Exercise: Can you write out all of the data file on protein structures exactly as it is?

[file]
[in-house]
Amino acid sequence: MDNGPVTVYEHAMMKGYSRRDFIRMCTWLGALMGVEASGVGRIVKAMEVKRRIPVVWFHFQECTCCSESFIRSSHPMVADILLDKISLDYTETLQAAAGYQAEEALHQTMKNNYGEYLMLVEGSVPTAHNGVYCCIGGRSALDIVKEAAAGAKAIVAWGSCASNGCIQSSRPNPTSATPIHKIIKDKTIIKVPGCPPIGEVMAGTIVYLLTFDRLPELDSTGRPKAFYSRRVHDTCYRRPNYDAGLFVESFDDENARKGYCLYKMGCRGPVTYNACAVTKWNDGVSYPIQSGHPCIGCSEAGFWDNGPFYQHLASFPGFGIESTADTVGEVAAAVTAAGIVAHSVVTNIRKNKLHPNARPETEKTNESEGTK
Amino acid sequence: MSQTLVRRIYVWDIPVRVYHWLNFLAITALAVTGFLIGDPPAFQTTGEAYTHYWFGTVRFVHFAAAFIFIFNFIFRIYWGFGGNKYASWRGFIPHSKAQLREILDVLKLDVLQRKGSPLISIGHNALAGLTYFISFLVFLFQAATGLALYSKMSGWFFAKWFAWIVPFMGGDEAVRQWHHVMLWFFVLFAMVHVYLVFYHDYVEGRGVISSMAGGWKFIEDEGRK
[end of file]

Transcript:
[in-house]
Amino acid sequence: MDNGPVTVYEHAMMKGYSRRDFIRMCTWLGALMGVEASGVGRIVKAMEVKRRIPVVWFHFQECTCCSESFIRSSHPMVADILLDKISLDYTETLQAAAGYQAEEALHQTMKNNYGEYLMLVEGSVPTAHNGVYCCIGGRSALDIVKEAAAGAKAIVAWGSCASNGCIQSSRPNPTSATPIHKIIKDKTIIKVPGCPPIGEVMAGTIVYLLTFDRLPELDSTGRPKAFYSRRVHDTCYRRPNYDAGLFVESFDDENARKGYCLYKMGCRGPVTYNACAVTKWNDGVSYPIQSGHPCIGCSEAGFWDNGPFYQHLASFPGFGIESTADTVGEVAAAVTAAGIVAHSVVTNIRKNKLHPNARPETEKTNESEGTK
Amino acid sequence: MSQTLVRRIYVWDIPVRVYHWLNFLAITALAVTGFLIGDPPAFQTTGEAYTHYWFGTVRFVHFAAAFIFIFNFIFRIYWGFGGNKYASWRGFIPHSKAQLREILDVLKLDVLQRKGSPLISIGHNALAGLTYFISFLVFLFQAATGLALYSKMSGWFFAKWFAWIVPFMGGDEAVRQWHHVMLWFFVLFAMVHVYLVFYHDYVEGRGVISSMAGGWKFIEDEGRK